The theme for this issue of The Bloomsbury Review is “Writing the Land,” and its book reviews primarily dwell on nature or regional writers across the United States. The lead review describes two Wallace Stegner biographies – Wallace Stegner and the American West and Wallace Stegner’s Salt Lake City – as well as The Collected Letters of William Stegner. Reviewer Tom Wylie compares Stegner’s work to that of Twain, Faulkner, and Steinbeck, and calls him “one of our great American writers.” Wylie blends Stegner’s biography with the review of these new books, resulting in a survey of Stegner both as a man and as a writer.
Other notable book reviews include Kathleen Cain’s review of Capote in Kansas by Kim Powers, Virginia Allen’s review of Happy Trails to You by Julie Hecht, Ray Gonsalez’s review of What Love Comes To by Ruth Stone, and Bryan Stoke II’s review of Memory’s Keep by James Everett Kibler.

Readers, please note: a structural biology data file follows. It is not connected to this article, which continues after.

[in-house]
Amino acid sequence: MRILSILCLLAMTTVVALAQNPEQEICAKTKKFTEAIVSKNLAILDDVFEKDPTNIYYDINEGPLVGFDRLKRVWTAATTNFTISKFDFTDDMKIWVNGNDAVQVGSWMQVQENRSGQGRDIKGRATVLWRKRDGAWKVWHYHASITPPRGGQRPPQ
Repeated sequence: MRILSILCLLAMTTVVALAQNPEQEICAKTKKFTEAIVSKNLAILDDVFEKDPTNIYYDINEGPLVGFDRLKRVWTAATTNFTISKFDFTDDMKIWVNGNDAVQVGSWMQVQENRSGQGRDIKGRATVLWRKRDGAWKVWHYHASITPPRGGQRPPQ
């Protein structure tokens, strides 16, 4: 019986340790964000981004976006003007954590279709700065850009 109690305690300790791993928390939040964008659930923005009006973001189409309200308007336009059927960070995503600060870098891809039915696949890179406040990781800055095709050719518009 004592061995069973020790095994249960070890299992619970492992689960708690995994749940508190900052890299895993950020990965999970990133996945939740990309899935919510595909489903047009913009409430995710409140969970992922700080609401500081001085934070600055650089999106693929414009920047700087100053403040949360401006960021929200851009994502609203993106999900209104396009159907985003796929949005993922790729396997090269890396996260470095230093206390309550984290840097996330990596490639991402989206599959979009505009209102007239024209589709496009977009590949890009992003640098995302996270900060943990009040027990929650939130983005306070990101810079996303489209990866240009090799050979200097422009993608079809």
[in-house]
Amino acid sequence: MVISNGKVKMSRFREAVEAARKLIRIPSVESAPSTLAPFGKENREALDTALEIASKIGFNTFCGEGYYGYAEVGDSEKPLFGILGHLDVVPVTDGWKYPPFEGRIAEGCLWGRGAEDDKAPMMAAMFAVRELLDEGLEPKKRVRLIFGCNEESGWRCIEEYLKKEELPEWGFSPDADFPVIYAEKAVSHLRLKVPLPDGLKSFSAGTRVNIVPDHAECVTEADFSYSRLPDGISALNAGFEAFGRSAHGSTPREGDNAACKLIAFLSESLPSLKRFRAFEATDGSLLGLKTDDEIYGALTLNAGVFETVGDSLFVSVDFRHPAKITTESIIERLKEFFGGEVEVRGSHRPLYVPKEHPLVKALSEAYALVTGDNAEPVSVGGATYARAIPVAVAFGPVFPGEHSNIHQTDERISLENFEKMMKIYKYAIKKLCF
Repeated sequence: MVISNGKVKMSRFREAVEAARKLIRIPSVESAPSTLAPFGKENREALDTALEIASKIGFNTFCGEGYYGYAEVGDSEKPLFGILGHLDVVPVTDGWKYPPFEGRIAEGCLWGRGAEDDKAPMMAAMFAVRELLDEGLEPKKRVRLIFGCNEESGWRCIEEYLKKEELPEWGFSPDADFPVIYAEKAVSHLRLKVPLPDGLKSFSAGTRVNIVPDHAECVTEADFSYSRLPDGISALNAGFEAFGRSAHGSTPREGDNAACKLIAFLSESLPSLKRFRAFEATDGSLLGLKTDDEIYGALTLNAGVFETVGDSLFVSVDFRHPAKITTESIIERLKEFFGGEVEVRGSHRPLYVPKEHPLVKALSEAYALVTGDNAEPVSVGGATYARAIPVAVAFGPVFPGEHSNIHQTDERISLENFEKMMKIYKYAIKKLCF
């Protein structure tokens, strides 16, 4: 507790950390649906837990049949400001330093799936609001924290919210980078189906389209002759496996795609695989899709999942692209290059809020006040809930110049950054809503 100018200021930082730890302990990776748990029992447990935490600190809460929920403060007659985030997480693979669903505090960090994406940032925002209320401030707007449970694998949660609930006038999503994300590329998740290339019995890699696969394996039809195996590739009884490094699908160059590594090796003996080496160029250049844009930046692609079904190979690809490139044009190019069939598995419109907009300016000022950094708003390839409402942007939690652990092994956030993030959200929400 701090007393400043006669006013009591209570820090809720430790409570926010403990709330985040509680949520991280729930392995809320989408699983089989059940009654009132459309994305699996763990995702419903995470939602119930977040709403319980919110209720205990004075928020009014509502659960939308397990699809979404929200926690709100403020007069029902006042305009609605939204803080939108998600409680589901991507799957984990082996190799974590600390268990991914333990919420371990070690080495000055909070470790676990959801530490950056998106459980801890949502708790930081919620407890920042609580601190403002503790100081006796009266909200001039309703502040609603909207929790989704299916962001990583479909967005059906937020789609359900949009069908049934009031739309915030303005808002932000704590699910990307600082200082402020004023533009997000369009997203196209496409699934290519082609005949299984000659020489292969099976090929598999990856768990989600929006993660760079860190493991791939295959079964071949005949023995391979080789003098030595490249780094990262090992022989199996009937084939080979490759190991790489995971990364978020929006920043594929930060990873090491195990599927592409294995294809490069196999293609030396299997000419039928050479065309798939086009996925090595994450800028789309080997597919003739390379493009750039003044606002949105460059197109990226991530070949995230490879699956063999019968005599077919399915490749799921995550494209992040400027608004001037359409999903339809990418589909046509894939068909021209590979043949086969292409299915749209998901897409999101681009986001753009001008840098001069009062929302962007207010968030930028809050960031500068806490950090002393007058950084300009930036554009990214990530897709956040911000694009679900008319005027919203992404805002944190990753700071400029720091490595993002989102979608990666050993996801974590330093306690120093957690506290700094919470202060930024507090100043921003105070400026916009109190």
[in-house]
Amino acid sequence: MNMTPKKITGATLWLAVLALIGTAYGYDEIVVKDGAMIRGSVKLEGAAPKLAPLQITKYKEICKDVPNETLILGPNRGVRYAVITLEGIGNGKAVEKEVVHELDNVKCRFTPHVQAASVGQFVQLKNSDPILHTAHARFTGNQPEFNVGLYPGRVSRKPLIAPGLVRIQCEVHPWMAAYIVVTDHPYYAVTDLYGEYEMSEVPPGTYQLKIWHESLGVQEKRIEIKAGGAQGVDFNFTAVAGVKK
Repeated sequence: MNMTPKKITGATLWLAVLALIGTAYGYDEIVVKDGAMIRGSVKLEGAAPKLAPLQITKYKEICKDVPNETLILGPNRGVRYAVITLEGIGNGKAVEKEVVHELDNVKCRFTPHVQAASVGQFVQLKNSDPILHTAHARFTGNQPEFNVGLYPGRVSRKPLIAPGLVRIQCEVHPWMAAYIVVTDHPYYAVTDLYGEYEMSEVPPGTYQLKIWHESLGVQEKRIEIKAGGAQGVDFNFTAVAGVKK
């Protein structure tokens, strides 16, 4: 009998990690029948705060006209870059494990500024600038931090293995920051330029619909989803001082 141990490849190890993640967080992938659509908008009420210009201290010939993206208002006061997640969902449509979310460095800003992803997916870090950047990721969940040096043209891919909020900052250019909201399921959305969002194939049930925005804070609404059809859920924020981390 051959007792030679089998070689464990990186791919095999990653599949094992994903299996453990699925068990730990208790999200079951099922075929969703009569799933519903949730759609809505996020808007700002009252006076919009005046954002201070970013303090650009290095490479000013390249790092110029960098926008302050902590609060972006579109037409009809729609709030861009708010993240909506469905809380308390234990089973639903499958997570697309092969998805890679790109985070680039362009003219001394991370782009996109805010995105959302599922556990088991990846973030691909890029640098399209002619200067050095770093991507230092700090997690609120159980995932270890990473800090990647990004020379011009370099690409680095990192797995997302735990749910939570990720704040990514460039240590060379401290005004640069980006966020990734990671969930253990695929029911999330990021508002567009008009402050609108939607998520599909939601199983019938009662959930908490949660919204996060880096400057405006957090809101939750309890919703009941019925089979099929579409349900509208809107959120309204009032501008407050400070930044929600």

Stephen Trimble and Tom Rain Crowe are both interviewed in this issue. Trimble discusses his new book, Bargaining for Eden: The Fight for the Last Open Spaces in a America as well as his earlier books, The Geography of Childhood and Testimony. Crowe’s poetry and memoir spans many different regions, and even countries – a feat incomprehensible to many writers of the land.
Besides the interviews and excellent reviews of adult books, this issue contains a full page of children and young adult book reviews. Through clear, engaging prose, The Bloomsbury Review details new books, comments on their aesthetic value, and gives compelling reasons why a reader may or may not enjoy them.